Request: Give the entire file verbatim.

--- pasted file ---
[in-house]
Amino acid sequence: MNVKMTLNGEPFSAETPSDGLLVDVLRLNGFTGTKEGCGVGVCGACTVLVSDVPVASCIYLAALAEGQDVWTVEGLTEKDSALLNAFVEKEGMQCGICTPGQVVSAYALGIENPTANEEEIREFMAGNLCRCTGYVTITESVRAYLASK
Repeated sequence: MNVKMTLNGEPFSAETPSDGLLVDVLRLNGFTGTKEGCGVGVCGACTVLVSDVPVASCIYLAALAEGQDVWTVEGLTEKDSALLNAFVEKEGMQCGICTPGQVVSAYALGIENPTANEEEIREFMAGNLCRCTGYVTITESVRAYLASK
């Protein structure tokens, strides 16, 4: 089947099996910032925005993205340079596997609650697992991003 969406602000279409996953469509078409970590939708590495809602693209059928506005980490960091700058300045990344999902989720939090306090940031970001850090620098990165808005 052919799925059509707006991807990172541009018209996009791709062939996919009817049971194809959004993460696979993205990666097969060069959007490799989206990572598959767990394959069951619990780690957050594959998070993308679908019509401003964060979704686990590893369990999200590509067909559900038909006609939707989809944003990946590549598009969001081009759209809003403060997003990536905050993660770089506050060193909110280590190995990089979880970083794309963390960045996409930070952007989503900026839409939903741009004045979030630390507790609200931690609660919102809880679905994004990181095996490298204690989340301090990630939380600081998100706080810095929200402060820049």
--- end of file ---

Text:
[in-house]
Amino acid sequence: MNVKMTLNGEPFSAETPSDGLLVDVLRLNGFTGTKEGCGVGVCGACTVLVSDVPVASCIYLAALAEGQDVWTVEGLTEKDSALLNAFVEKEGMQCGICTPGQVVSAYALGIENPTANEEEIREFMAGNLCRCTGYVTITESVRAYLASK
Repeated sequence: MNVKMTLNGEPFSAETPSDGLLVDVLRLNGFTGTKEGCGVGVCGACTVLVSDVPVASCIYLAALAEGQDVWTVEGLTEKDSALLNAFVEKEGMQCGICTPGQVVSAYALGIENPTANEEEIREFMAGNLCRCTGYVTITESVRAYLASK
């Protein structure tokens, strides 16, 4: 089947099996910032925005993205340079596997609650697992991003 969406602000279409996953469509078409970590939708590495809602693209059928506005980490960091700058300045990344999902989720939090306090940031970001850090620098990165808005 052919799925059509707006991807990172541009018209996009791709062939996919009817049971194809959004993460696979993205990666097969060069959007490799989206990572598959767990394959069951619990780690957050594959998070993308679908019509401003964060979704686990590893369990999200590509067909559900038909006609939707989809944003990946590549598009969001081009759209809003403060997003990536905050993660770089506050060193909110280590190995990089979880970083794309963390960045996409930070952007989503900026839409939903741009004045979030630390507790609200931690609660919102809880679905994004990181095996490298204690989340301090990630939380600081998100706080810095929200402060820049």